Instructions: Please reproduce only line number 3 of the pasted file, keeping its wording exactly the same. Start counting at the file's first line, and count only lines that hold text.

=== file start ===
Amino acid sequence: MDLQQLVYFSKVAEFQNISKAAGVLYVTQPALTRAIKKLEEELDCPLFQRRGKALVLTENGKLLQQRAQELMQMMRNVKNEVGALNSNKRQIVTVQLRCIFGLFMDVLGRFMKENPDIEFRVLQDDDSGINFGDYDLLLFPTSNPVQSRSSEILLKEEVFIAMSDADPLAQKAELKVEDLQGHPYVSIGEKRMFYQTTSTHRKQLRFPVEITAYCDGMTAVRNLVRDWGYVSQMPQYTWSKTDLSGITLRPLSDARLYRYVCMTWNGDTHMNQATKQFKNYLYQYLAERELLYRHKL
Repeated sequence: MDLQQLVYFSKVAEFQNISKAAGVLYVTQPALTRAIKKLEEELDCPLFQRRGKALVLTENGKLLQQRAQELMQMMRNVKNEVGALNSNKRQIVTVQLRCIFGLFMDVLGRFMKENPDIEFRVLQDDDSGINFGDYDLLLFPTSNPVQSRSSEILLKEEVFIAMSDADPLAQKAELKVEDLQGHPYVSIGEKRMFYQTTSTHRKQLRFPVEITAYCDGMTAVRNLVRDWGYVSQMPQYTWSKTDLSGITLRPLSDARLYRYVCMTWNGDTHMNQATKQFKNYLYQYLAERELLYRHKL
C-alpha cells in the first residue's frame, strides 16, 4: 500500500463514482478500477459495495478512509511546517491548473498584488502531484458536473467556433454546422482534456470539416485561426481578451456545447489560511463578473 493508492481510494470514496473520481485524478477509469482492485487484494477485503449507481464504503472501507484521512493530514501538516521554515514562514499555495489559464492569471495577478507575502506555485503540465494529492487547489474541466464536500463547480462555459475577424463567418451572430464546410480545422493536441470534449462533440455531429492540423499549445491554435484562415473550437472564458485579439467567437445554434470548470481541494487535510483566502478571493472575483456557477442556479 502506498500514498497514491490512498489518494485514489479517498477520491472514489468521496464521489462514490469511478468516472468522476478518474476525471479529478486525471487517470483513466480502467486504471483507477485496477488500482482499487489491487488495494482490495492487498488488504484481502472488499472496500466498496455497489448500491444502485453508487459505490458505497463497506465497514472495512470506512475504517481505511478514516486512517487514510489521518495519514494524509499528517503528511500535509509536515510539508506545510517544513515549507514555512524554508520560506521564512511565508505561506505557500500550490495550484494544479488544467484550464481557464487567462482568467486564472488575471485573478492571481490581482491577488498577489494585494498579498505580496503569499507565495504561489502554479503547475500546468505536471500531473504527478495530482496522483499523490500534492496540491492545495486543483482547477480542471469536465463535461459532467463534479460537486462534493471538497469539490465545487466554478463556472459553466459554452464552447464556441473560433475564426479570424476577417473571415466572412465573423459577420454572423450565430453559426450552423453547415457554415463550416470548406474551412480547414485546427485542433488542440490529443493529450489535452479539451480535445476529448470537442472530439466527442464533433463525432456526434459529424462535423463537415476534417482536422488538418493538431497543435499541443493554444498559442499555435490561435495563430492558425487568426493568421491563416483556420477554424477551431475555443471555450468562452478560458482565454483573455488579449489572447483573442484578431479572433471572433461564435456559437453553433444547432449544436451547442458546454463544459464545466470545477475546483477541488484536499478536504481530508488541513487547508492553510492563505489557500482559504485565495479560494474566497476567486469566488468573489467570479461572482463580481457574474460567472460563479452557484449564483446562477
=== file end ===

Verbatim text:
C-alpha cells in the first residue's frame, strides 16, 4: 500500500463514482478500477459495495478512509511546517491548473498584488502531484458536473467556433454546422482534456470539416485561426481578451456545447489560511463578473 493508492481510494470514496473520481485524478477509469482492485487484494477485503449507481464504503472501507484521512493530514501538516521554515514562514499555495489559464492569471495577478507575502506555485503540465494529492487547489474541466464536500463547480462555459475577424463567418451572430464546410480545422493536441470534449462533440455531429492540423499549445491554435484562415473550437472564458485579439467567437445554434470548470481541494487535510483566502478571493472575483456557477442556479 502506498500514498497514491490512498489518494485514489479517498477520491472514489468521496464521489462514490469511478468516472468522476478518474476525471479529478486525471487517470483513466480502467486504471483507477485496477488500482482499487489491487488495494482490495492487498488488504484481502472488499472496500466498496455497489448500491444502485453508487459505490458505497463497506465497514472495512470506512475504517481505511478514516486512517487514510489521518495519514494524509499528517503528511500535509509536515510539508506545510517544513515549507514555512524554508520560506521564512511565508505561506505557500500550490495550484494544479488544467484550464481557464487567462482568467486564472488575471485573478492571481490581482491577488498577489494585494498579498505580496503569499507565495504561489502554479503547475500546468505536471500531473504527478495530482496522483499523490500534492496540491492545495486543483482547477480542471469536465463535461459532467463534479460537486462534493471538497469539490465545487466554478463556472459553466459554452464552447464556441473560433475564426479570424476577417473571415466572412465573423459577420454572423450565430453559426450552423453547415457554415463550416470548406474551412480547414485546427485542433488542440490529443493529450489535452479539451480535445476529448470537442472530439466527442464533433463525432456526434459529424462535423463537415476534417482536422488538418493538431497543435499541443493554444498559442499555435490561435495563430492558425487568426493568421491563416483556420477554424477551431475555443471555450468562452478560458482565454483573455488579449489572447483573442484578431479572433471572433461564435456559437453553433444547432449544436451547442458546454463544459464545466470545477475546483477541488484536499478536504481530508488541513487547508492553510492563505489557500482559504485565495479560494474566497476567486469566488468573489467570479461572482463580481457574474460567472460563479452557484449564483446562477